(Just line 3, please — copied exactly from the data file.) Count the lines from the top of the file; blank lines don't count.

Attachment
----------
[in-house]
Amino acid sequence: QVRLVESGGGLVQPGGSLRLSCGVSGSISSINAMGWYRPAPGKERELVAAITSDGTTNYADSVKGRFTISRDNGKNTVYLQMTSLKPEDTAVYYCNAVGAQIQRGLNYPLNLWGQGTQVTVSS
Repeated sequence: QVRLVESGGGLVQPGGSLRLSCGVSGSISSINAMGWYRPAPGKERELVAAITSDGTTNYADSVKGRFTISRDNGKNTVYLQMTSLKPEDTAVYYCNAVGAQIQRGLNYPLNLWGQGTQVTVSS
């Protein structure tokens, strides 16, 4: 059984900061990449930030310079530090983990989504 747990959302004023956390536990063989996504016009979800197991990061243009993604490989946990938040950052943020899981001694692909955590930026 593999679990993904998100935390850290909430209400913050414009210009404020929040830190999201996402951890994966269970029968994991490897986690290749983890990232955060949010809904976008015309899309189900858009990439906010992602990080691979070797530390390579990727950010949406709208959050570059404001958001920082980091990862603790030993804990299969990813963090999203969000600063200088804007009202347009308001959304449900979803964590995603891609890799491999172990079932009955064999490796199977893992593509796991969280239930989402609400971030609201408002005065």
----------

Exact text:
Repeated sequence: QVRLVESGGGLVQPGGSLRLSCGVSGSISSINAMGWYRPAPGKERELVAAITSDGTTNYADSVKGRFTISRDNGKNTVYLQMTSLKPEDTAVYYCNAVGAQIQRGLNYPLNLWGQGTQVTVSS